Saudi rift increases Pakistan’s vulnerability

The growing burden of public debt remains a major source of vulnerability for Pakistan, especially when it has to borrow more and more to service its existing obligations, both domestic and foreign, writes N Chandra Mohan for South Asia Monitor

N Chandra Mohan Aug 27, 2020
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Like the rest of South Asia, if not the world economy, Pakistan is experiencing a serious economic crisis coping with Covid-19. For the first time since the 1950s, it is likely to register negative growth in the financial year 2019-20 that ended on June 30. Public finances are stressed as tax revenues have plunged due to economic contraction while expenditures are higher to support health programmes and social safety nets for the poor. 

Borrowings thus are imperative to finance these burgeoning expenses domestically and from abroad. This adds to the burden of public debt that is already massive at USD 215 billion or 87 percent of GDP as of June 30.

In his address to the global community and financial institutions on April 12, Pakistan’s Prime Minister Imran Khan stated that in developing countries, apart from containing the virus and dealing with the economic crisis, the biggest worry is people dying of hunger as a result of the lockdown. 

“While the United States and Germany can come up with a relief package of USD 2.2 trillion and Euro 1 trillion respectively, to give an example of Pakistan, with a population of 220 million people, so far the maximum stimulus we could afford is USD 8 billion. This is the story of all those countries which are suffering from really high debt to GDP ratios,” he added. 

Covid-19 impact on Pakistan  

PM Khan’s reference is to a fiscal package amounting to 1.2 percent of GDP that increased health-related expenditures, provided financial support to over a third of the population, stepped up allocations for subsidized food and support for small and medium enterprises and agriculture, among other measures. In addition, to boost overall economic activity, the State Bank of Pakistan cut interest rates by a cumulative 225 basis points. It also intervened to curb volatility in the foreign exchange market and accommodated a weakening of the exchange rate of the Pakistani rupee vis-à-vis the US dollar according to the IMF country report on Pakistan.

Covid-19’s impact on Pakistan’s economy was initially felt in massive capital outflows, with the main stock index declining by 25 per cent since early February. Despite real economic activity entering negative territory -- ranging from minus 0.38 percent to minus 3.6 percent in 2019-20 -- there has been a strong rebound since March due to rate cuts by SBP. Initially, exports were also lower. Remittances from the Pakistani diaspora abroad declined. However, there has been a turnaround in these variables, resulting in a surplus of USD 424 million in trade in goods and services with the rest of the world in July compared a deficit of USD 613 million in July 2019.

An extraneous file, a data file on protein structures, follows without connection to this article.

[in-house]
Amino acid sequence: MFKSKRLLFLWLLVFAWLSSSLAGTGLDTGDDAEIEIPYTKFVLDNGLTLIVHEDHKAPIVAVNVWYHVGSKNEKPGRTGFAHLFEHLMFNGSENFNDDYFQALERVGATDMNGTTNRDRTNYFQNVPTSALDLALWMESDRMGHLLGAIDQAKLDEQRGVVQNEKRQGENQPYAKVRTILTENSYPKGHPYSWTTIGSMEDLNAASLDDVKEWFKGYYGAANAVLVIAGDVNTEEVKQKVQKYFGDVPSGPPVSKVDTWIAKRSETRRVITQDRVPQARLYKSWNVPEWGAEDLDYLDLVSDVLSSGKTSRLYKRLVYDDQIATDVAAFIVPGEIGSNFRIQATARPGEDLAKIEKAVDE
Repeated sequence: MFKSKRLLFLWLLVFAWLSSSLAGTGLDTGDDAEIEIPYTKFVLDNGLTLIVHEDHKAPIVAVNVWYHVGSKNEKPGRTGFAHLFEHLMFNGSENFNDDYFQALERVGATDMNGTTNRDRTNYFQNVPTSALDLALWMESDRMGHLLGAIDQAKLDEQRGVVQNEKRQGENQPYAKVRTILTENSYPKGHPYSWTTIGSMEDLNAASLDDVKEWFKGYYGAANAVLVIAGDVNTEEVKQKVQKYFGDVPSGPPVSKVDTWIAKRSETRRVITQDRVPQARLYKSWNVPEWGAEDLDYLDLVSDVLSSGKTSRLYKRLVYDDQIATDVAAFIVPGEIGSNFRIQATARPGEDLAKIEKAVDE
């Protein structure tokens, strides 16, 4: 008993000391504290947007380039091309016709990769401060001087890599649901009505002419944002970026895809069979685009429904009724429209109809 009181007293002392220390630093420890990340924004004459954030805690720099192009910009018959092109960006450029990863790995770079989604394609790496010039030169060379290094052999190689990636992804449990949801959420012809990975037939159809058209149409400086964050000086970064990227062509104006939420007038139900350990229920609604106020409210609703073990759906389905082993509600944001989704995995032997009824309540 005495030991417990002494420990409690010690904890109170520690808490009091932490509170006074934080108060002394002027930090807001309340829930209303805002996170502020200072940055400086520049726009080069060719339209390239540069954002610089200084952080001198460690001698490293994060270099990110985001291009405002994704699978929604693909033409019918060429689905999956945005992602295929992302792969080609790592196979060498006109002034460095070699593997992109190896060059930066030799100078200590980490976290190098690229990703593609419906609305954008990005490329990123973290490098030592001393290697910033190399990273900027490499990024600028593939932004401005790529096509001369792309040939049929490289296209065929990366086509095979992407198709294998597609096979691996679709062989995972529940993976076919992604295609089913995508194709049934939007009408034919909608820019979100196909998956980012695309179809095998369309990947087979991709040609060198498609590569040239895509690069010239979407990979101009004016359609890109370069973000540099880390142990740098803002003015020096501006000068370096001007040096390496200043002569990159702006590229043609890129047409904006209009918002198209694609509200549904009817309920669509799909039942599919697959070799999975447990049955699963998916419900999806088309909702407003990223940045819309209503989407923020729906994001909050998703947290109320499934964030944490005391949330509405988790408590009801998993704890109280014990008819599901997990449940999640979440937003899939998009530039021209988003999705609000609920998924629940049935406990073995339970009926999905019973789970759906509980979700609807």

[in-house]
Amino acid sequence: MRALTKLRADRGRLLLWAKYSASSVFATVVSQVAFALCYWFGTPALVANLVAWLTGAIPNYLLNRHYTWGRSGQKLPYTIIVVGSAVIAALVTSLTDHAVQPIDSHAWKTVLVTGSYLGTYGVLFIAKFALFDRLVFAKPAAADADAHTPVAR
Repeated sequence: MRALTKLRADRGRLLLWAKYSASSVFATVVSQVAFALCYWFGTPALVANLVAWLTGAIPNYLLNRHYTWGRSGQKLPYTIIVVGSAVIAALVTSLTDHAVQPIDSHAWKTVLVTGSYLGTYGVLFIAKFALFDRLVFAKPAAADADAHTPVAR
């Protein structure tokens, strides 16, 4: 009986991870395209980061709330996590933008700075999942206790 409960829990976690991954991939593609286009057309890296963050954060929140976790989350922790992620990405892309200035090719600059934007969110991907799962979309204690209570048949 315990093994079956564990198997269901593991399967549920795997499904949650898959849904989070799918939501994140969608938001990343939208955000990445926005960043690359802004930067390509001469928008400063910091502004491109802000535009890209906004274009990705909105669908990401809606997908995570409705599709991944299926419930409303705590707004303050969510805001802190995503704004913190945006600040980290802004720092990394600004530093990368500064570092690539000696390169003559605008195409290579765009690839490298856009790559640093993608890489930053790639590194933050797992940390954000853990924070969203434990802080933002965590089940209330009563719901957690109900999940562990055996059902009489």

Nevertheless, the growing burden of public debt remains a major source of vulnerability for Pakistan, especially when it has to borrow more and more to service its existing obligations, both domestic and foreign. 

Repaying Saudi Arabia and China

A case in point pertains to Saudi Arabia that has traditionally had close ties with Pakistan but due to a recent rift asked the latter to repay USD 3 billion that was extended in November 2018 along with suspending an oil
credit facility worth USD 3.2 billion. Pakistan has repaid USD 1 billion, thanks to a a loan from China. The dragon thus has Pakistan deeper in debt by financing its budgetary requirements when the Saudis withdrew their money. 

Pakistan’s ministers, for their part, dismiss suggestions of any rift and insist that bilateral relations with Saudi Arabia remain as strong as ever. Foreign Minister Shah Mahmood Qureshi, for instance, rubbished speculation of the Saudis demanding debt payment and added that oil imports would continue as before. Regardless of the official spin, the fact is that Saudi Arabia’s financial support is vital for Pakistan’s external accounts. The Saudis refinanced USD 3 billion of balance of payment support loans that matured in November 2019 –January 2020. The oil facility must be resumed at the earliest as it also supports Pakistan’s external accounts.

Pakistan’s borrowing binge has racked up an external debt of USD 111 billion according to the IMF. Unless some of these outstandings to bilateral creditors worth USD 25 billion are rescheduled, the debt service burden will rise to USD 29 billion in 2020-21. China’s share is one-fifths of Pakistan’s external debt, comprising USD 15.5 billion in debt to the Chinese government – largely related to the USD 62 billion China Pakistan Economic Corridor (CPEC) -- while USD 6.7 billion is commercial debt. 

Pakistan needs to repay China five times more than what it owes the IMF in the next three years. Continued access to
external sources of financing thus are critical for Pakistan’s cash–strapped economy. But this will be imperiled in a big way if it is unable to escape blacklisting by the Financial Action Task Force (FATF) for not doing enough to stamp out financing of terrorism in the country.

(The writer is an economics and business commentator based in New Delhi. His views are personal)